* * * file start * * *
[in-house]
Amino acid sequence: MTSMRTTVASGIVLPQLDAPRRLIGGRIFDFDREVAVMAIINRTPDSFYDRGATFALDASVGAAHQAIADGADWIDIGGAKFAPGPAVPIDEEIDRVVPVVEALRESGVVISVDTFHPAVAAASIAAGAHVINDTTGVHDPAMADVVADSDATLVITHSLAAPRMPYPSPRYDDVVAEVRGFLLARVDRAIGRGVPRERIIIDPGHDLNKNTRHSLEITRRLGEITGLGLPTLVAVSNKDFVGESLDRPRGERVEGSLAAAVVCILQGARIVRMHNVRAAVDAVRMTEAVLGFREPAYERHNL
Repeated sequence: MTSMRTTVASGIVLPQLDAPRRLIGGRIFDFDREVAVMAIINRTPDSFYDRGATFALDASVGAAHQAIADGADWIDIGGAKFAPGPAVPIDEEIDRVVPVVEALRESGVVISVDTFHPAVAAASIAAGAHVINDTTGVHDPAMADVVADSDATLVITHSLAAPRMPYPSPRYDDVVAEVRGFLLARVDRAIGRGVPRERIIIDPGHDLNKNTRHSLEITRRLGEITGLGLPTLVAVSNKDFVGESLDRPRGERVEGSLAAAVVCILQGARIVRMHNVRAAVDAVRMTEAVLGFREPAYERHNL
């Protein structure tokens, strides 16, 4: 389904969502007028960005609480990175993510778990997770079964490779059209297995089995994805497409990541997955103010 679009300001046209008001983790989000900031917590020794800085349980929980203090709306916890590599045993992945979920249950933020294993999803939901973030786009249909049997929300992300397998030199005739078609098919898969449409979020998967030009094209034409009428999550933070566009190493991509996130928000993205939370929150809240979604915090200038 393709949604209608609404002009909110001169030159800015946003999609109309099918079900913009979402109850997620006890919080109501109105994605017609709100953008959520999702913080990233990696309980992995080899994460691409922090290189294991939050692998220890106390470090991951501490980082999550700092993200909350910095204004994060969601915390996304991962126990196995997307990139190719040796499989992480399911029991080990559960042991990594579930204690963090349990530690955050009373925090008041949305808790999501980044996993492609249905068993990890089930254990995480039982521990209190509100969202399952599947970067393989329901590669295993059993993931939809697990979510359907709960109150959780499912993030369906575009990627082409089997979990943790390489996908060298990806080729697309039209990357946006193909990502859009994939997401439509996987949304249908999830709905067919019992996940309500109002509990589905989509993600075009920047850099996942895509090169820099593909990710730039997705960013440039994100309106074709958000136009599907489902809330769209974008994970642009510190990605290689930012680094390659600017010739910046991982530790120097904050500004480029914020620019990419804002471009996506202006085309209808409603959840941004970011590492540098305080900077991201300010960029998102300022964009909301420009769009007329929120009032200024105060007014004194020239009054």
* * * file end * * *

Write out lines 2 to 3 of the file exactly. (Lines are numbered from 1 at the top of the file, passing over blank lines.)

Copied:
Amino acid sequence: MTSMRTTVASGIVLPQLDAPRRLIGGRIFDFDREVAVMAIINRTPDSFYDRGATFALDASVGAAHQAIADGADWIDIGGAKFAPGPAVPIDEEIDRVVPVVEALRESGVVISVDTFHPAVAAASIAAGAHVINDTTGVHDPAMADVVADSDATLVITHSLAAPRMPYPSPRYDDVVAEVRGFLLARVDRAIGRGVPRERIIIDPGHDLNKNTRHSLEITRRLGEITGLGLPTLVAVSNKDFVGESLDRPRGERVEGSLAAAVVCILQGARIVRMHNVRAAVDAVRMTEAVLGFREPAYERHNL
Repeated sequence: MTSMRTTVASGIVLPQLDAPRRLIGGRIFDFDREVAVMAIINRTPDSFYDRGATFALDASVGAAHQAIADGADWIDIGGAKFAPGPAVPIDEEIDRVVPVVEALRESGVVISVDTFHPAVAAASIAAGAHVINDTTGVHDPAMADVVADSDATLVITHSLAAPRMPYPSPRYDDVVAEVRGFLLARVDRAIGRGVPRERIIIDPGHDLNKNTRHSLEITRRLGEITGLGLPTLVAVSNKDFVGESLDRPRGERVEGSLAAAVVCILQGARIVRMHNVRAAVDAVRMTEAVLGFREPAYERHNL